[A] standard formula is met with the expert timing and performances of the entire cast
Family comedies aren’t always an easy sell from a critical perspective, as it’s truly a rare feat to land a film that can please the genre’s wide range of fans from any age. So if there’s a feature that can keep the kids entertained while also scoring some good laughs from the older folks in the audience, it almost feels like winning the lottery. The latest film to cash in a winning ticket of that sort is Andy Fickman’s Playing With Fire; a movie that plays close to the standard formula of tomfoolery and hijinks you’d expect, but in a very confident and enjoyable way.
The action of Playing With Fire surrounds a group of smokejumpers (Keegan Michael-Key, John Leguizamo, and Tyler Mane) led by the uptight-but-lovable Superintendent Jake Carson (John Cena). Used to facing danger on an everyday basis, Carson isn’t exactly the best when it comes to handling his emotions, a challenge that’s put to the test when he and his team rescue a trio of kids (Finley Rose Slater, Christian Convery, and Brianna Hildebrand) from a recent house fire.
Playing With Fire knows what it’s doing, and wastes no time getting to it
As Cena’s character learns how to care for children, and at the same time loosens himself up for everyday living, the film almost immediately finds one of its greatest sources of humor. Setting that particular challenge up from frame one, the story gets going pretty quickly, and heads exactly where you think it’s going.
However, even as it deftly walks down a familiar path, playing John Cena off of his various co-stars in a fashion audiences might be used to, Playing With Fire manages to do so with a particular attitude of glee rather than routine. Part of that comes from the eclectic team of firefighters the film casts to jump into battle alongside Cena, with everyone pitching in to create a lineup that balances out perfectly.
John Cena anchors the film’s cast, and antics, with expert precision
With a blend of attitude, goofiness, and silent menace, putting John Cena at the center of these talents as the straight man pays off, as there’s a little bit of something for everyone in terms of the more adult spectrum of humor in this PG rated film. So as far as tweens and adults are concerned, their bases are covered. But there’s a similar success in casting the child actors for Playing With Fire, as cuteness, hyperactivity, and teenage snark all form strong independent foils Cena’s on-screen antics.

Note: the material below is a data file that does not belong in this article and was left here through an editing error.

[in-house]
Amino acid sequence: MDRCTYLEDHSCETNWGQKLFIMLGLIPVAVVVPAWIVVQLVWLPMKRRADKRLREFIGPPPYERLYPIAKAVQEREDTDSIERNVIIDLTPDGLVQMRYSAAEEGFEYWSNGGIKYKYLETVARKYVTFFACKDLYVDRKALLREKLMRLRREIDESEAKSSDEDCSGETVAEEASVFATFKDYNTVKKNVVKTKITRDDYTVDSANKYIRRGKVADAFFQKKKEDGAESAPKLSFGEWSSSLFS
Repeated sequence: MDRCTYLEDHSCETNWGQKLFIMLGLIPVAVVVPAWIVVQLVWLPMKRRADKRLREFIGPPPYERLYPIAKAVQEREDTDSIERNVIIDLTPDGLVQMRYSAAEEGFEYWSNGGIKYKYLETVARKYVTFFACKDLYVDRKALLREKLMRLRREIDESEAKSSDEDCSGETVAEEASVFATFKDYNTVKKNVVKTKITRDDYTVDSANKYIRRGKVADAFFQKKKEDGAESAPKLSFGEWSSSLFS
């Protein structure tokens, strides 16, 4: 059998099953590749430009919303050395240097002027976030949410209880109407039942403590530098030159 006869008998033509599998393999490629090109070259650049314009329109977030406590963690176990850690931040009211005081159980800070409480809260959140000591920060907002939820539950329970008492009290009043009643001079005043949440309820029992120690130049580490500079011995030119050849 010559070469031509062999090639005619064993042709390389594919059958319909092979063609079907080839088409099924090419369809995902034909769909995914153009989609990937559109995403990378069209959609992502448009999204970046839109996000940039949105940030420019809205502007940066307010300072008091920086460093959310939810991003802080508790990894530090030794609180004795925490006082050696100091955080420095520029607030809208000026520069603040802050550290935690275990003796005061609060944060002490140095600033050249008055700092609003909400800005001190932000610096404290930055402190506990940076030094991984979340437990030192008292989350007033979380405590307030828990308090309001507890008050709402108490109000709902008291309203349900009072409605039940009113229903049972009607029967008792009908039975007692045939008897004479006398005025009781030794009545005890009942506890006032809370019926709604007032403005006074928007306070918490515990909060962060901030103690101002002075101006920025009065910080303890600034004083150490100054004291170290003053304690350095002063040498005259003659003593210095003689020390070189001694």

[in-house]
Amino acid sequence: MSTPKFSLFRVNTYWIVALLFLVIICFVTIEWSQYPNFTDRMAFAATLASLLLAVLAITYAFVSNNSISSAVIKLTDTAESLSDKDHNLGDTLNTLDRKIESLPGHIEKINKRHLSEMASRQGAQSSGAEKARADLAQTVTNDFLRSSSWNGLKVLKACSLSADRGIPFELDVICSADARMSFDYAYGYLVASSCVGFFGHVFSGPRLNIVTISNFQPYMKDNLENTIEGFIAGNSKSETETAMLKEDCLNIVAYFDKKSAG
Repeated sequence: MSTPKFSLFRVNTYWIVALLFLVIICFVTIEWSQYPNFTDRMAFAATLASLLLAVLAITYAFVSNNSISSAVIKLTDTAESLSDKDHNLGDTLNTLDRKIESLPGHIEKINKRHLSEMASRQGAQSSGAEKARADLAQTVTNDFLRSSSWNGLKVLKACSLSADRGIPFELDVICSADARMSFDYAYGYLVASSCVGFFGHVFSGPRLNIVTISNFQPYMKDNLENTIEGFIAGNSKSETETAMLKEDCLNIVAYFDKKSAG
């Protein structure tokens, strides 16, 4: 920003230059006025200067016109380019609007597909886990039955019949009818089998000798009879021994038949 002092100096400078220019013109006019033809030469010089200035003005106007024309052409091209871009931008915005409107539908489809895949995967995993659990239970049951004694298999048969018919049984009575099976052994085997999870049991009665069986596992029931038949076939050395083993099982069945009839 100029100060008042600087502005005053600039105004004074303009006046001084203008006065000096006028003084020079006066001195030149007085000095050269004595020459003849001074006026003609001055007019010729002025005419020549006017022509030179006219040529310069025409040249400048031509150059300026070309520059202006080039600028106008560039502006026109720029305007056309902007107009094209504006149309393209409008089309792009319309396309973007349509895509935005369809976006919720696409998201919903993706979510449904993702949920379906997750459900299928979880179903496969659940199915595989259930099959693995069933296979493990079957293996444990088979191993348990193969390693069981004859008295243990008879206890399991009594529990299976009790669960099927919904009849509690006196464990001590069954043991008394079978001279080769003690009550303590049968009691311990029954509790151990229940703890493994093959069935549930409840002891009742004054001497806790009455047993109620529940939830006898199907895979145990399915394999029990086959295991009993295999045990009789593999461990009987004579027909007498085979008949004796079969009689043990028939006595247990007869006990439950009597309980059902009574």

As if there wasn’t enough going on in this movie, there’s a romantic comedy snuck into the mix as well, with Judy Greer plays an environmental research specialist that has a bit of an on again/off again relationship with Jake Carson. True to the rest of Playing With Fire’s laughs, though, this subplot isn’t milked or contrived, but instead plays it straight and narrow with some pleasant results.
That pretty much sums up the entirety of the film’s success too, as a standard formula is met with the expert timing and performances of the entire cast, be they young or young at heart. And heart is certainly present as well in Playing With Fire, as the emotional beats won’t wear you out, but aren’t exactly tearjerkers at the same time. One word sums up this movie’s ability to work as smoothly as it does: balance.
Playing With Fire follows a very familiar formula, but isn’t afraid to own its predictability
Don’t expect anything too surprising in Playing With Fire, as you could pretty much call all of its shots from the start. There’s also a little bit of a problem when it comes to focusing on any particular story, as there is a lot going on at the surface level, but not much depth to any of it.
Still, the overall package that this film delivers is surprisingly solid, and with all of the plates spinning around in this narrative, nothing breaks. It may not be reinventing the genre or breaking down boundaries, but Playing With Fire is a movie that remembers to have fun, while playing to its cast strengths. This picture aims to please, and doesn’t want anyone to be left out in the fun.
7 / 10 stars